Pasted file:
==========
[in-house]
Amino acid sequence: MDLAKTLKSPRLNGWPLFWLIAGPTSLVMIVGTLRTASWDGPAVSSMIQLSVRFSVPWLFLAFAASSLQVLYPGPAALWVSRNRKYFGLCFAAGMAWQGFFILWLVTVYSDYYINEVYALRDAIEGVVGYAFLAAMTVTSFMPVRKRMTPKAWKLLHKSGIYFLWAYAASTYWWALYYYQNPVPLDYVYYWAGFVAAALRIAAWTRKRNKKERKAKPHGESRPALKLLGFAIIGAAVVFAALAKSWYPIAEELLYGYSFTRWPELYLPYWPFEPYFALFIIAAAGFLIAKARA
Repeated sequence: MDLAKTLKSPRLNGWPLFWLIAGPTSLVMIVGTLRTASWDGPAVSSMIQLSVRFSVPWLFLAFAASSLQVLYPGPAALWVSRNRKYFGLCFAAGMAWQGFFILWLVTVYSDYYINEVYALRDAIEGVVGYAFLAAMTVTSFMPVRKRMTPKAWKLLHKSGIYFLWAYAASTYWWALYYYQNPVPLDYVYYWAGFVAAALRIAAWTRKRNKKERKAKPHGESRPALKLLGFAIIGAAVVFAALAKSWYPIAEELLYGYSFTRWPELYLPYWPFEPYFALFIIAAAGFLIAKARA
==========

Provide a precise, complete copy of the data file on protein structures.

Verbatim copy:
[in-house]
Amino acid sequence: MDLAKTLKSPRLNGWPLFWLIAGPTSLVMIVGTLRTASWDGPAVSSMIQLSVRFSVPWLFLAFAASSLQVLYPGPAALWVSRNRKYFGLCFAAGMAWQGFFILWLVTVYSDYYINEVYALRDAIEGVVGYAFLAAMTVTSFMPVRKRMTPKAWKLLHKSGIYFLWAYAASTYWWALYYYQNPVPLDYVYYWAGFVAAALRIAAWTRKRNKKERKAKPHGESRPALKLLGFAIIGAAVVFAALAKSWYPIAEELLYGYSFTRWPELYLPYWPFEPYFALFIIAAAGFLIAKARA
Repeated sequence: MDLAKTLKSPRLNGWPLFWLIAGPTSLVMIVGTLRTASWDGPAVSSMIQLSVRFSVPWLFLAFAASSLQVLYPGPAALWVSRNRKYFGLCFAAGMAWQGFFILWLVTVYSDYYINEVYALRDAIEGVVGYAFLAAMTVTSFMPVRKRMTPKAWKLLHKSGIYFLWAYAASTYWWALYYYQNPVPLDYVYYWAGFVAAALRIAAWTRKRNKKERKAKPHGESRPALKLLGFAIIGAAVVFAALAKSWYPIAEELLYGYSFTRWPELYLPYWPFEPYFALFIIAAAGFLIAKARA